What problem did you have with your beans and peas?

Just curious. You said you have 4 rows of 4x16 boxes. How many boxes per row?

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Re: Mel's Mix. How strong is your backbone?

Post  Momof5Js on 6/25/2012, 11:51 pm

@Cincinnati wrote:
@Momof5Js wrote:...I realize it still had some recognizable pieces of cotton and twigs in it. OOPS! I am not picking them out of the MM as I "work" in my paradise. ...

Don't fret over the MM. The Cotton Compost is only about 6% of your final MM mix. If it is not fully composted, I don't think it will mess up your beds to the point of producing a problem. I'm assuming you found four other composts to mix in with the Cotton Burr Compost.

What problem did you have with your beans and peas?

Just curious. You said you have 4 rows of 4x16 boxes. How many boxes per row?

Oops, I noticed I stated that "I am not picking them out. . ." I actually meant to say that I AM picking them out as I come across them.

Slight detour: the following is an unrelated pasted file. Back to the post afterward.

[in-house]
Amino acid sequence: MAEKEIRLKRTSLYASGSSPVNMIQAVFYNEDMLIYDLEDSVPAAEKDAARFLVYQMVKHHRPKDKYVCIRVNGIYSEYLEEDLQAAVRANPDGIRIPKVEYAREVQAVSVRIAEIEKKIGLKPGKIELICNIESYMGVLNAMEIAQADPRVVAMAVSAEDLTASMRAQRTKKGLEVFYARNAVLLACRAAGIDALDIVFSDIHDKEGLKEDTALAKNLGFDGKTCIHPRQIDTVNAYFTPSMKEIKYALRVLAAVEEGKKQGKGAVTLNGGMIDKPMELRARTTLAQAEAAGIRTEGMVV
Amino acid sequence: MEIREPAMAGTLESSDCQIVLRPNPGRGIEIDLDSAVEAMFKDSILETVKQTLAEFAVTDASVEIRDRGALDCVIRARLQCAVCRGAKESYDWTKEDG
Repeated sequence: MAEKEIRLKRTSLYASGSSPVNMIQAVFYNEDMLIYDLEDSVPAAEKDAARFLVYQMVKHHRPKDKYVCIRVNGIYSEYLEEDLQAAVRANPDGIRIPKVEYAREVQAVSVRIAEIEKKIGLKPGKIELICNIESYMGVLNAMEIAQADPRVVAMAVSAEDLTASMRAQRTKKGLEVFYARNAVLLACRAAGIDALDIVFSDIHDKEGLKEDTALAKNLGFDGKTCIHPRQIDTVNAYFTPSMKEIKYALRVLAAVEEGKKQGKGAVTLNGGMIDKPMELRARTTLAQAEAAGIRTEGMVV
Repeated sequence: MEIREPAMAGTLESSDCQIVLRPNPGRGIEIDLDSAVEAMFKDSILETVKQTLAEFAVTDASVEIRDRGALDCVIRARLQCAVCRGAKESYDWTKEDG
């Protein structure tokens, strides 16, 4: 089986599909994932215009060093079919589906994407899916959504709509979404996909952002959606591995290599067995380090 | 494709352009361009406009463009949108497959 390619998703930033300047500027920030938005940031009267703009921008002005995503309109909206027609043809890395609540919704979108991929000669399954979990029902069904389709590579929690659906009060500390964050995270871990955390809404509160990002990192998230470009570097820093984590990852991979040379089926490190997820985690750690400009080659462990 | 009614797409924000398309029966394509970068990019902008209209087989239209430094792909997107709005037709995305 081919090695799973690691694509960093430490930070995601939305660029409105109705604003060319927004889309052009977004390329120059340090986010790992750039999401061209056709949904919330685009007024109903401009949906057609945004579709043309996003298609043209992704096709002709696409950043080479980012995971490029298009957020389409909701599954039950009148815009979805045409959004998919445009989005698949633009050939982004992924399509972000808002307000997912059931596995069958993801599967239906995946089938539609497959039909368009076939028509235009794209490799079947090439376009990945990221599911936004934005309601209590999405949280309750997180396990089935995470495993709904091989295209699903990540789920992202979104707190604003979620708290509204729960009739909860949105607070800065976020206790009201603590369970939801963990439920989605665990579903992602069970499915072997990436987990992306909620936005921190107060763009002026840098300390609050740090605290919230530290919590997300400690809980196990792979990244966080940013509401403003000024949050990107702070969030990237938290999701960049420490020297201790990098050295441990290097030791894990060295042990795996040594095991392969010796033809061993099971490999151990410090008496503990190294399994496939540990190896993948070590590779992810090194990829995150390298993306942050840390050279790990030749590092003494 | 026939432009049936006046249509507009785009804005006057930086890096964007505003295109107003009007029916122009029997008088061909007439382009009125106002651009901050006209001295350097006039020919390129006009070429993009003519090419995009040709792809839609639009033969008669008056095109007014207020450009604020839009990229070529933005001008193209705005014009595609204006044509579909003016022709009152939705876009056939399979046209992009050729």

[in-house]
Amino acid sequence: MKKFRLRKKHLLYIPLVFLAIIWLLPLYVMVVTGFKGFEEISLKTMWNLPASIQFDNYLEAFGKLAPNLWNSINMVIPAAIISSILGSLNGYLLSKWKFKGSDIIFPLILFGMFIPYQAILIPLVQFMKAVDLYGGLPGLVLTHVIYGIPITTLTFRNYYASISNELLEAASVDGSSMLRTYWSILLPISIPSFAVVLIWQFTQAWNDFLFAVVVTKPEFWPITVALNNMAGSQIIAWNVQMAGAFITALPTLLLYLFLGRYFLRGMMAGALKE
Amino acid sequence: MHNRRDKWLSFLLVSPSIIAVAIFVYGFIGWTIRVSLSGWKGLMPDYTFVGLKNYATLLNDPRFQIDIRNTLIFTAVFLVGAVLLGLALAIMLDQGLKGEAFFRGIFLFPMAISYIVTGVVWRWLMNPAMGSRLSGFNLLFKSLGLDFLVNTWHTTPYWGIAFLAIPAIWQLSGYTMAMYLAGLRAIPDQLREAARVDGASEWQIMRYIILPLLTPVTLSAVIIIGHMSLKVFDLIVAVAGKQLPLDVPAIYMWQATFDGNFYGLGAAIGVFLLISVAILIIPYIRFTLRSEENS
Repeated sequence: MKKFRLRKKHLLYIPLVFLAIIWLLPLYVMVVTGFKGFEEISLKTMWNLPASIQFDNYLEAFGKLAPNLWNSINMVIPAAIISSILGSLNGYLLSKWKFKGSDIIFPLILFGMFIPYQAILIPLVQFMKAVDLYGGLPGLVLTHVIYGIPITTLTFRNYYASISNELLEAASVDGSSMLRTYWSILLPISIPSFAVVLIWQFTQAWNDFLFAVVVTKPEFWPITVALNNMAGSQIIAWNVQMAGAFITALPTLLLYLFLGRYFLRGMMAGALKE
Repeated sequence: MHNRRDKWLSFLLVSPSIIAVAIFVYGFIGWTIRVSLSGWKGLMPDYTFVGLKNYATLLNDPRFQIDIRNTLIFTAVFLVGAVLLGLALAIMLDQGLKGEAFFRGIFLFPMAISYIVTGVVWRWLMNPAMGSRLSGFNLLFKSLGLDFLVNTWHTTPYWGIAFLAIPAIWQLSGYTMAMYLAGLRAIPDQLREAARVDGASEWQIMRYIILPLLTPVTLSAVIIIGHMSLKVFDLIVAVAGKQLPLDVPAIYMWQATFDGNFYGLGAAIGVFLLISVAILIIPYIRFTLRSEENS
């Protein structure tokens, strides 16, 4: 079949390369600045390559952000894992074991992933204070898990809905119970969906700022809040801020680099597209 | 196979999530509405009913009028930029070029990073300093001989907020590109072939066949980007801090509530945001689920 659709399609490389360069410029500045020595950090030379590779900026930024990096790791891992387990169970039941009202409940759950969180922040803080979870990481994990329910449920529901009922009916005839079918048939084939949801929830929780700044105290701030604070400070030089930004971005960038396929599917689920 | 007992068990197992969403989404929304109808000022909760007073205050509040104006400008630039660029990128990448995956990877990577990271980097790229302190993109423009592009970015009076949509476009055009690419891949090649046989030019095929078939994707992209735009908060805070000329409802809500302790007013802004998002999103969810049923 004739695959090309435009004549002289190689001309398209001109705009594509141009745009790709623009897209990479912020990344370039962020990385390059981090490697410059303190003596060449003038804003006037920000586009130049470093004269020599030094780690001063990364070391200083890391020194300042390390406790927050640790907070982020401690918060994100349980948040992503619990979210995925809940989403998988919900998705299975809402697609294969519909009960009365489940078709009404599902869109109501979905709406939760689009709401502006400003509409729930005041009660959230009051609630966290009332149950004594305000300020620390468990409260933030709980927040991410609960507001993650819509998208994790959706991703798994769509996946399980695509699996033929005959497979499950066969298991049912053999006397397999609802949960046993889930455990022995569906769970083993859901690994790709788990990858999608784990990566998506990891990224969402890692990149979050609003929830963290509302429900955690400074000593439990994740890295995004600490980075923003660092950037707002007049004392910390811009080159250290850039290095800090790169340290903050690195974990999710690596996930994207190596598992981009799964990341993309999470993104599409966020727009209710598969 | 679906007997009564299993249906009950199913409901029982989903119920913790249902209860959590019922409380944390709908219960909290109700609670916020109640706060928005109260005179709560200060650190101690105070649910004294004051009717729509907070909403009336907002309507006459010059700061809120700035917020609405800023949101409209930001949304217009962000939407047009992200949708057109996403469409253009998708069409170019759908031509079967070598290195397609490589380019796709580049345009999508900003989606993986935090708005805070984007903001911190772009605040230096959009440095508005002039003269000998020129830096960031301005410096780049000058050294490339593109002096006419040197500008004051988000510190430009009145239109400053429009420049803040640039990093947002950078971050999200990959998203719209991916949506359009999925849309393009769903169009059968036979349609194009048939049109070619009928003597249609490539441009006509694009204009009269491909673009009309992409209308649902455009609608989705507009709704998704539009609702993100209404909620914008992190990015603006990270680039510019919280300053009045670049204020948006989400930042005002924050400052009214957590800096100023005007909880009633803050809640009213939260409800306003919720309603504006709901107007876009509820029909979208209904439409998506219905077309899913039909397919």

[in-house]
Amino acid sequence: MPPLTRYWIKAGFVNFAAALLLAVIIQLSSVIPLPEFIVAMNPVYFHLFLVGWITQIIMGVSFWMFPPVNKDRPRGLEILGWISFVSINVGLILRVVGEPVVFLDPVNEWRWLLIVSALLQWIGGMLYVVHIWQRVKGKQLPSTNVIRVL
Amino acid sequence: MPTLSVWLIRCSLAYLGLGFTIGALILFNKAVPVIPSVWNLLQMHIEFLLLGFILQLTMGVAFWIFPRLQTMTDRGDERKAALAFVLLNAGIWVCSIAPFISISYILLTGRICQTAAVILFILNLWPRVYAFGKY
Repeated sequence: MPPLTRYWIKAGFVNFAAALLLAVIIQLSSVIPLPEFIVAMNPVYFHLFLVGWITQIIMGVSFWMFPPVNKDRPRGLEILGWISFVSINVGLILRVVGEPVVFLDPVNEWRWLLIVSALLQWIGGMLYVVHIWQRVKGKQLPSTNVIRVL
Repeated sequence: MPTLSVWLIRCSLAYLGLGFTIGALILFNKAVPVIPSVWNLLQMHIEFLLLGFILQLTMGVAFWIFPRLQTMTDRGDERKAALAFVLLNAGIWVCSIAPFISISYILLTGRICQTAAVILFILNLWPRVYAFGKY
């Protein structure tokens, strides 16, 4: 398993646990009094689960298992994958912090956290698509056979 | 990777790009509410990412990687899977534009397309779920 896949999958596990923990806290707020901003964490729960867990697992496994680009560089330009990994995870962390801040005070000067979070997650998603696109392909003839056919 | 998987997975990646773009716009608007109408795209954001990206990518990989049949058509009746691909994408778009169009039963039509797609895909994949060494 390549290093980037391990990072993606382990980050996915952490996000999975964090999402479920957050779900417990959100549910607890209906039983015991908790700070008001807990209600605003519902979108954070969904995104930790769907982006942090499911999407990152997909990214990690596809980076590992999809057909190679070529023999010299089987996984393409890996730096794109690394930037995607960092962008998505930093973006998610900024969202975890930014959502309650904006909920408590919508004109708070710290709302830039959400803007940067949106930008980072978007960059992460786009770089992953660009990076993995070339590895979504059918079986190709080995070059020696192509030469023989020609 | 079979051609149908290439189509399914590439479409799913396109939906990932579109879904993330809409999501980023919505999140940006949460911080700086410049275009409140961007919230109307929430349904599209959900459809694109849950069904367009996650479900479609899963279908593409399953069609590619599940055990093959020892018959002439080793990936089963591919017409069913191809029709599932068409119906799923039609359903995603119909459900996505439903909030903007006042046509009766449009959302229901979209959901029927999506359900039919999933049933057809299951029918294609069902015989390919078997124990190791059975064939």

Yes, I did find 4 other composts (chicken, steer, mushroom and organic.)

Each row has 4 4x4 boxes. One end box is 8" deep and the other 3 are 6". For a grand total of 16 boxes.

I planted Little Marvel Peas (bought from local green house in bulk) in mid April. They came up beautifully and got to be about 6 inches tall. I left on vacation and darling hubby watered while the children and I were gone. Then he decided to join us and enlisted another "waterer." This person forgot on day, but we came home that evening. When we got home, the pea plants were pale, sickly yellow and started wilting from the top down. I thought maybe lack of water. Needless to say most of them died and a few set on some pea pods, but soon died as well. I pulled them and tried again. I know it was late in the season but I just wanted to see what would happen since I would be home to monitor. They are now starting to do the same thing again. Now I could blame the heat. We are dealing with 100 degree and above days.

Now the green beans, I purchased from the same place and also in bulk. Same kinda a story except I planted them later when we got home from vacation. They are growing but getting brown leaves. The leaves get crusty brown, shrivel, wilt and fall off.